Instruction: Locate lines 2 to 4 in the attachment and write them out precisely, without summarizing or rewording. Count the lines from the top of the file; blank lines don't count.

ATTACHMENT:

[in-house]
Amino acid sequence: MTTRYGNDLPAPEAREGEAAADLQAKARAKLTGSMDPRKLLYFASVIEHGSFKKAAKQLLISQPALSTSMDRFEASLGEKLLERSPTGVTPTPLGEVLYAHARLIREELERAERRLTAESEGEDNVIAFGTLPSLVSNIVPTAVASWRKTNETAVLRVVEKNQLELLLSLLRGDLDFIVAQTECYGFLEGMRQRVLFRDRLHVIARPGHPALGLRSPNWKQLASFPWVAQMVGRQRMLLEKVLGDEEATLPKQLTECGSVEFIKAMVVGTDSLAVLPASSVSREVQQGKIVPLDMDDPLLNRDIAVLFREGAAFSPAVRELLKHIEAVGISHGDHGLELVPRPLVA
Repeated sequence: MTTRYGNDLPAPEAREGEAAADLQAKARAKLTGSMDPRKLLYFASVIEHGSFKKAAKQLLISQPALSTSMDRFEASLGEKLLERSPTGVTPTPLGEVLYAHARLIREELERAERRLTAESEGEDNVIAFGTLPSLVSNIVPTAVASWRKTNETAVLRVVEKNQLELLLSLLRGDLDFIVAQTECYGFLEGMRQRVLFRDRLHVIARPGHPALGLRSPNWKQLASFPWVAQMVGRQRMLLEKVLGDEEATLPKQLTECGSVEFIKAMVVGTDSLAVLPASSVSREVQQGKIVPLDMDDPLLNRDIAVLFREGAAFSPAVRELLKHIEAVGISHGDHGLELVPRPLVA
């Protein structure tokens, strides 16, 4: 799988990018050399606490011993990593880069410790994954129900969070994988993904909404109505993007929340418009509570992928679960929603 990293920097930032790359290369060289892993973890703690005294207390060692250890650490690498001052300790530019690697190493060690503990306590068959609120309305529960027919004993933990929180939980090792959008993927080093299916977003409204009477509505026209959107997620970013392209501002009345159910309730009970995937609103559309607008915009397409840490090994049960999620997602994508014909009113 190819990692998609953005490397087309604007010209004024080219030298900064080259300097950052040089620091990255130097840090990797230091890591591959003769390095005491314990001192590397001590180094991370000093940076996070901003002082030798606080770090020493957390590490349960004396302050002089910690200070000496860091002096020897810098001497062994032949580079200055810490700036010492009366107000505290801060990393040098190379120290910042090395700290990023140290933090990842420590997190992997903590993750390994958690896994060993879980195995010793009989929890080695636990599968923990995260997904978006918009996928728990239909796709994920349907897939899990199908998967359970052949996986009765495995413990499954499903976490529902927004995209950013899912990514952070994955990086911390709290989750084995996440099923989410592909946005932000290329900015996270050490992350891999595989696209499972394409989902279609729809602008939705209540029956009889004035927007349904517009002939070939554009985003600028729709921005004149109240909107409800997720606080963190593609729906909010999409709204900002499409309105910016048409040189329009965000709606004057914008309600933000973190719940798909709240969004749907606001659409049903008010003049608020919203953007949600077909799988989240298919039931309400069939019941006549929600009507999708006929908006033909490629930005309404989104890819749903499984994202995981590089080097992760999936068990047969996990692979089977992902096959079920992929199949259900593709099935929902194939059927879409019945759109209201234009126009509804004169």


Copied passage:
Amino acid sequence: MTTRYGNDLPAPEAREGEAAADLQAKARAKLTGSMDPRKLLYFASVIEHGSFKKAAKQLLISQPALSTSMDRFEASLGEKLLERSPTGVTPTPLGEVLYAHARLIREELERAERRLTAESEGEDNVIAFGTLPSLVSNIVPTAVASWRKTNETAVLRVVEKNQLELLLSLLRGDLDFIVAQTECYGFLEGMRQRVLFRDRLHVIARPGHPALGLRSPNWKQLASFPWVAQMVGRQRMLLEKVLGDEEATLPKQLTECGSVEFIKAMVVGTDSLAVLPASSVSREVQQGKIVPLDMDDPLLNRDIAVLFREGAAFSPAVRELLKHIEAVGISHGDHGLELVPRPLVA
Repeated sequence: MTTRYGNDLPAPEAREGEAAADLQAKARAKLTGSMDPRKLLYFASVIEHGSFKKAAKQLLISQPALSTSMDRFEASLGEKLLERSPTGVTPTPLGEVLYAHARLIREELERAERRLTAESEGEDNVIAFGTLPSLVSNIVPTAVASWRKTNETAVLRVVEKNQLELLLSLLRGDLDFIVAQTECYGFLEGMRQRVLFRDRLHVIARPGHPALGLRSPNWKQLASFPWVAQMVGRQRMLLEKVLGDEEATLPKQLTECGSVEFIKAMVVGTDSLAVLPASSVSREVQQGKIVPLDMDDPLLNRDIAVLFREGAAFSPAVRELLKHIEAVGISHGDHGLELVPRPLVA
């Protein structure tokens, strides 16, 4: 799988990018050399606490011993990593880069410790994954129900969070994988993904909404109505993007929340418009509570992928679960929603 990293920097930032790359290369060289892993973890703690005294207390060692250890650490690498001052300790530019690697190493060690503990306590068959609120309305529960027919004993933990929180939980090792959008993927080093299916977003409204009477509505026209959107997620970013392209501002009345159910309730009970995937609103559309607008915009397409840490090994049960999620997602994508014909009113 190819990692998609953005490397087309604007010209004024080219030298900064080259300097950052040089620091990255130097840090990797230091890591591959003769390095005491314990001192590397001590180094991370000093940076996070901003002082030798606080770090020493957390590490349960004396302050002089910690200070000496860091002096020897810098001497062994032949580079200055810490700036010492009366107000505290801060990393040098190379120290910042090395700290990023140290933090990842420590997190992997903590993750390994958690896994060993879980195995010793009989929890080695636990599968923990995260997904978006918009996928728990239909796709994920349907897939899990199908998967359970052949996986009765495995413990499954499903976490529902927004995209950013899912990514952070994955990086911390709290989750084995996440099923989410592909946005932000290329900015996270050490992350891999595989696209499972394409989902279609729809602008939705209540029956009889004035927007349904517009002939070939554009985003600028729709921005004149109240909107409800997720606080963190593609729906909010999409709204900002499409309105910016048409040189329009965000709606004057914008309600933000973190719940798909709240969004749907606001659409049903008010003049608020919203953007949600077909799988989240298919039931309400069939019941006549929600009507999708006929908006033909490629930005309404989104890819749903499984994202995981590089080097992760999936068990047969996990692979089977992902096959079920992929199949259900593709099935929902194939059927879409019945759109209201234009126009509804004169």